Review – Resident Evil Revelations 2 (Xbox One)

Repetitive Evil

 

 

Resident Evil is a hard series to love at this point. After the masterpiece that was RE 4 there was nowhere for Capcom to go but down and down they went in epic fashion. RE 5 was a solid game but it dialed up the action and co-op elements so far that it hardly seemed like a horror game at all, and the less said about the complete clusterfuck disaster that was RE 6 the better.

Surprisingly great though, was Resident Evil Revelations. Beginning life as an almost unbelievably technologically advanced and critically acclaimed early 3DS Game, it was then ported to literally every other system and highly regarded there as well. So back to the well Capcom went, and since various arcane digital distribution methods seem to be the lifesaver that Japanese companies think is going to rescue them from ineffectuality, it’s no surprise that they decided to try something different with the release of the new Resident Evil.

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Moira Burton. Not quite Poochie or Jar Jar, but close.

Spread out across 4 weeks, each “episode” uploaded consisted of 2 proper levels, one featuring returning RE2/Code Veronica protagonist Claire Redfield and another that puts you in the boots of fan favorite RE stalwart Barry Burton (he of “Barry, where’s Barry?” fame), taking place 6 months later and basically covering the same ground.And herein lies my main issue with the game, the Barry missions tend to be boring as fuck. Even though being accompanied by his enemy detecting psychic Newt from Aliens Natalia spices things up a little, you’re essentially, immediately replaying the last level over again. Backtracking has always been a staple of the RE experience but this is Devil May Cry 4 levels of ridiculous.
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Natalia has to point out giant invisible bugs that can instantly kill Barry in what has to be the single most annoying sequence of any game I’ve played in a long time.

That pacing issue really sticks out like a sore thumb because aside from that what he have here is a competently made little slice of modern RE. The graphics and gameplay are great, the character models may look a little last gen at times but the environments are rock solid, and the pus-y, slimy effects on the enemies (especially the ones that explode into a fountain of corrosive goo) are wonderfully disgusting. Gameplay builds from the first Revelations game, melding the old school RE experience with more modern third person shooters. Sadly gone is the Metroid Prime-style enemy and environment scanning but they’ve added somewhat analogous abilities to your partners.Speaking of Partners, Claire is joined by Barry’s daughter Moira and Barry by the previously mentioned Natalia. You can switch between partners on the fly by tapping the Y button. Not quite RE Zero’s Partner Zapping, but close. You’re sometimes required to switch to solve certain puzzles but it mostly felt like a hassle to have transition from my main gun toting badass character to their relatively defenseless partner just to point (or point a flashlight) at something the AI could’ve easily handled itself and streamlined the overall experience. Also clunky and half assed are the mild crafting elements that seem shoehorned into the game. Why bother crafting tourniquets or medicated wipes when the series’ trusty green and red herbs are still here to instantly cure any ailment?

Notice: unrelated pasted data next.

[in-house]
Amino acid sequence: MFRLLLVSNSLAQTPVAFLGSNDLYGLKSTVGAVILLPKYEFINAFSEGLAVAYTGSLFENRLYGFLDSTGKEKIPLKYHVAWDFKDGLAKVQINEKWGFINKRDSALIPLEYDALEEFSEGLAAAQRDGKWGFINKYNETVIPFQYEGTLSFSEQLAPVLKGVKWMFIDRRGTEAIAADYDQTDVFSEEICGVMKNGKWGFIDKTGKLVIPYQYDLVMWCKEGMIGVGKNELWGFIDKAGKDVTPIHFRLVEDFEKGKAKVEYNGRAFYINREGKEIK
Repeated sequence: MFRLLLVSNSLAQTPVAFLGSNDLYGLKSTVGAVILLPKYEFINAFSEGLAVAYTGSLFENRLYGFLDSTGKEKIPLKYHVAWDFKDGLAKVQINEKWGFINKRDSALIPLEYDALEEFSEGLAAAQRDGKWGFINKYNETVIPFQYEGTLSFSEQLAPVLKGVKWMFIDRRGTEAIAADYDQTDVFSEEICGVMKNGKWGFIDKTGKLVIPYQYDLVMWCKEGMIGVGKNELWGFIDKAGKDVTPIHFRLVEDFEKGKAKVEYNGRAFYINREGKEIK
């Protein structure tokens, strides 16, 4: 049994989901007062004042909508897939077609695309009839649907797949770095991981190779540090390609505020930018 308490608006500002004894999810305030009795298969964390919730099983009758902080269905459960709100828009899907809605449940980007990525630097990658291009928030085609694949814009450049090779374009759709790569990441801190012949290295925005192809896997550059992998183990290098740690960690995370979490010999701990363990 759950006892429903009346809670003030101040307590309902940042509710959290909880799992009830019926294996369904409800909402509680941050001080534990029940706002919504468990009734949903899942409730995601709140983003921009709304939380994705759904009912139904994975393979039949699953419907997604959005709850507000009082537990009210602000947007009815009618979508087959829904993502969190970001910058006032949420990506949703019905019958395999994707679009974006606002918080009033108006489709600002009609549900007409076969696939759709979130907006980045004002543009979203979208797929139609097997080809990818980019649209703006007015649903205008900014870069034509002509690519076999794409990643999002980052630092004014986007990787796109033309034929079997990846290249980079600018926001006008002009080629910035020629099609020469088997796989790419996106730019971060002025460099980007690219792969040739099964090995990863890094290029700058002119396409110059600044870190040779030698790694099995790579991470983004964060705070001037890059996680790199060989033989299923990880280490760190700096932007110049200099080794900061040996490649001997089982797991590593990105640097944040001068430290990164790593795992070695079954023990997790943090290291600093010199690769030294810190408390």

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Best New Character: Giant Exploding Pus Monster.

And in the end, that seems to be a microcosm of the entire experience. Is “clunky” now as much a part of RE as various Redfields and Weskers and crashed helicopters and slimy monsters? Konami seemed to be on the right track to truly modernize Japanese survival horror with their upcoming “Silent Hills” but recent shake ups at that company might mean that game will never be released. Even though it’s dirt cheap ($5 per episode, $25 for the season pass with extras) and there’s some modicum of fun to be had here, I sadly can’t recommend Resident Evil Revelations 2. If the previously teased Resident Evil 7 ever sees the light of day, hopefully Capcom can get back to basics in a way that doesn’t just involve mindless backtracking and references to “Jill Sandwiches”.

Kevin Hawkey is the co-founder, head writer and editor of Riot-Nerd. He enjoys Fighting Games, Metal, Marvel, Horror and all the weird shit in between. A lifelong Philadelphian just as comfortable in a circle pit at Underground Arts as he is drooling over the new Hot Toys figures at Brave New Worlds, Kevin’s idiosyncratic sensibility gives this site it’s unique dichotomy between “riot” and “nerd”.
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